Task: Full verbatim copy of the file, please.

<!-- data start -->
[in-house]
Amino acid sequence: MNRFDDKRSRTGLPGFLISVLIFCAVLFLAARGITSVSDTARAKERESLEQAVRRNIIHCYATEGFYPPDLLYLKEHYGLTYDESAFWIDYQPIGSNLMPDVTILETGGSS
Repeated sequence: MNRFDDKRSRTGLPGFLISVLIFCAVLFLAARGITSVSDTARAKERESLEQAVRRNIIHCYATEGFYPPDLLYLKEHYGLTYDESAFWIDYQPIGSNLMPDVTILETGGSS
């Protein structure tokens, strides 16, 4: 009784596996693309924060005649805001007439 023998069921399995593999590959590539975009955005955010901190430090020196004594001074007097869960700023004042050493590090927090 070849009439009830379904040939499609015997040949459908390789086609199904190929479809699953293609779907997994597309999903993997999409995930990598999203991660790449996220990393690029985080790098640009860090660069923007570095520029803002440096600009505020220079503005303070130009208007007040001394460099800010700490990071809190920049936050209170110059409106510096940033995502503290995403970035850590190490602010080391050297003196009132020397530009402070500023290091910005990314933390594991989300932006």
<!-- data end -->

[in-house]
Amino acid sequence: MNRFDDKRSRTGLPGFLISVLIFCAVLFLAARGITSVSDTARAKERESLEQAVRRNIIHCYATEGFYPPDLLYLKEHYGLTYDESAFWIDYQPIGSNLMPDVTILETGGSS
Repeated sequence: MNRFDDKRSRTGLPGFLISVLIFCAVLFLAARGITSVSDTARAKERESLEQAVRRNIIHCYATEGFYPPDLLYLKEHYGLTYDESAFWIDYQPIGSNLMPDVTILETGGSS
């Protein structure tokens, strides 16, 4: 009784596996693309924060005649805001007439 023998069921399995593999590959590539975009955005955010901190430090020196004594001074007097869960700023004042050493590090927090 070849009439009830379904040939499609015997040949459908390789086609199904190929479809699953293609779907997994597309999903993997999409995930990598999203991660790449996220990393690029985080790098640009860090660069923007570095520029803002440096600009505020220079503005303070130009208007007040001394460099800010700490990071809190920049936050209170110059409106510096940033995502503290995403970035850590190490602010080391050297003196009132020397530009402070500023290091910005990314933390594991989300932006």